Was there a worry that since the player is to take a passive role that the game will not be engaging enough to have players coming back for more? If yes, what were your strategies in avoiding that?
For sure, and it’s still something we’re keeping a close eye on. I’d say we still haven’t found the perfect balance yet, but that’s the nice thing of Early Access that we get all of this great feedback from the community. Generally though we try to focus on making Crest a story experience where you craft a story rather than win (you can’t win by the way), so we want people to feel like it’s an experience rather than a competition of figuring out the systems and beating them.
What have been an invaluable lesson that you’ve learned by releasing Crest as an Early Access title?
That this kind of iterative and open development is crucial if you’re making experimental titles. We’ve also learned that releasing the game too early can be more harmful than we’d anticipated.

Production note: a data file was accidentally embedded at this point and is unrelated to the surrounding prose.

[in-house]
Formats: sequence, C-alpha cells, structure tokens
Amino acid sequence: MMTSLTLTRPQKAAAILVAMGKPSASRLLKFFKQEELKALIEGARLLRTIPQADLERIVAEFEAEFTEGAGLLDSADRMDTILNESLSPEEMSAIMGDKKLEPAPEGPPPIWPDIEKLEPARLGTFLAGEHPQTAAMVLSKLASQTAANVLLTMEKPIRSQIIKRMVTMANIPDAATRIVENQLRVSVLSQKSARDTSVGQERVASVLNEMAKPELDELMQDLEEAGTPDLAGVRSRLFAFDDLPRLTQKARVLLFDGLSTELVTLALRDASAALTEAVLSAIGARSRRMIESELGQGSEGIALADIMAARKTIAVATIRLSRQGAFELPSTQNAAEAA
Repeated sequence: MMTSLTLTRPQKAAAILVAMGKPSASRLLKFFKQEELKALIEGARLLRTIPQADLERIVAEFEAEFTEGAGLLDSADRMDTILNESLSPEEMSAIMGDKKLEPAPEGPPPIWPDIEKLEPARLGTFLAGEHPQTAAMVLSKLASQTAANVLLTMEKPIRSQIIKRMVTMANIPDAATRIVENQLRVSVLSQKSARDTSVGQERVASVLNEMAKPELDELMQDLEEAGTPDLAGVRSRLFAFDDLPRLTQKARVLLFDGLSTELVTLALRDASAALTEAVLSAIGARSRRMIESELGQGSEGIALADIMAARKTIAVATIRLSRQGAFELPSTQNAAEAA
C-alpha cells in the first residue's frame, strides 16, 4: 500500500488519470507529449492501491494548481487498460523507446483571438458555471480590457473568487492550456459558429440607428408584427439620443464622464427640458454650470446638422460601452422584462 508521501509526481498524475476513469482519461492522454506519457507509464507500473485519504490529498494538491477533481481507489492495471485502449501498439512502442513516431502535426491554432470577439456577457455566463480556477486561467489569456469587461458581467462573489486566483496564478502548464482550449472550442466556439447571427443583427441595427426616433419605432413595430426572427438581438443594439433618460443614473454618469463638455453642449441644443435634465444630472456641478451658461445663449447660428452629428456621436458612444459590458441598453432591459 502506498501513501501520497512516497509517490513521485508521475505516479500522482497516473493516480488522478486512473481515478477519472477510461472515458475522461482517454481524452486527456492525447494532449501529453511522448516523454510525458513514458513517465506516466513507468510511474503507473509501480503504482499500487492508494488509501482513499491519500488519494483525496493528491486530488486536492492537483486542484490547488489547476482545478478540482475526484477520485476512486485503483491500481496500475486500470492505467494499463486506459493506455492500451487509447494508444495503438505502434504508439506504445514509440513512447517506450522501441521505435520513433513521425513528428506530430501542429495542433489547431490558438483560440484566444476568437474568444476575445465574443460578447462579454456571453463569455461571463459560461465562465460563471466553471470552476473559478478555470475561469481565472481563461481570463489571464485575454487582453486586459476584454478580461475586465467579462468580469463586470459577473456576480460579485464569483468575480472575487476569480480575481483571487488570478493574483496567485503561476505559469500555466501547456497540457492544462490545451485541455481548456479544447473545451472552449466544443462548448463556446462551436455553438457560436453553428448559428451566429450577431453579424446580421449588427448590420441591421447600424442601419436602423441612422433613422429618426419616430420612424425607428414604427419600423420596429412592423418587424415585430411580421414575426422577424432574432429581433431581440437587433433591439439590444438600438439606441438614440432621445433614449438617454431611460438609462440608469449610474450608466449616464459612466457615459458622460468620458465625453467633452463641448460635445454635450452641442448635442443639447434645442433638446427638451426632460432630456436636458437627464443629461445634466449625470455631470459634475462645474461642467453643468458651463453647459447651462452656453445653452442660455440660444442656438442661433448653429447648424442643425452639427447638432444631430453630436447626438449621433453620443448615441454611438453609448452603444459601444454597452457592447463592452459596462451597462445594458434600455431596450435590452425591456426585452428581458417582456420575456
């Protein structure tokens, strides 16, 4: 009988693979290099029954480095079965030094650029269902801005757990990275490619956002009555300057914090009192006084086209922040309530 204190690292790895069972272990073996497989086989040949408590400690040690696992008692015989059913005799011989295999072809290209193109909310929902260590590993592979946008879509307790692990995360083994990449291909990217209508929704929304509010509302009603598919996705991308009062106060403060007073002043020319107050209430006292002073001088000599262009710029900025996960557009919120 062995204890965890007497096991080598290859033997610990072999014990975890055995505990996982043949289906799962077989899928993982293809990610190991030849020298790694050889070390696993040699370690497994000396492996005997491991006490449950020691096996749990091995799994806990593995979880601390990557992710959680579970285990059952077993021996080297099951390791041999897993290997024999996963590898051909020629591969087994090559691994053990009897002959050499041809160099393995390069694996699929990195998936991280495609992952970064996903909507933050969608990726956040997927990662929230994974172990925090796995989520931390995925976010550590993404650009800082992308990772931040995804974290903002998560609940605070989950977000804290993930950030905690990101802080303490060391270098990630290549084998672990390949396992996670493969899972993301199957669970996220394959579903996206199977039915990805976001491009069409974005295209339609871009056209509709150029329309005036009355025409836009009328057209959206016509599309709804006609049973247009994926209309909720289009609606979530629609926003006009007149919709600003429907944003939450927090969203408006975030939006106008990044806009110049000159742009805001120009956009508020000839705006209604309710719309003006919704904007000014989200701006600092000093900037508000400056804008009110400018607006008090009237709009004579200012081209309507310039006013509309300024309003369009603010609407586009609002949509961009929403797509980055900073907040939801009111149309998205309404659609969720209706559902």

Did Early Access have an effect on your scope and schedule for Crest? If yes, then in what way?
Communicating the different systems as clear as possible has been the biggest eye opener, so that has certainly prolonged development, because if people can’t understand our game in a decent amount of time then we’ve failed.
What have been your strengths and areas to improve in regards to getting the word out about this game?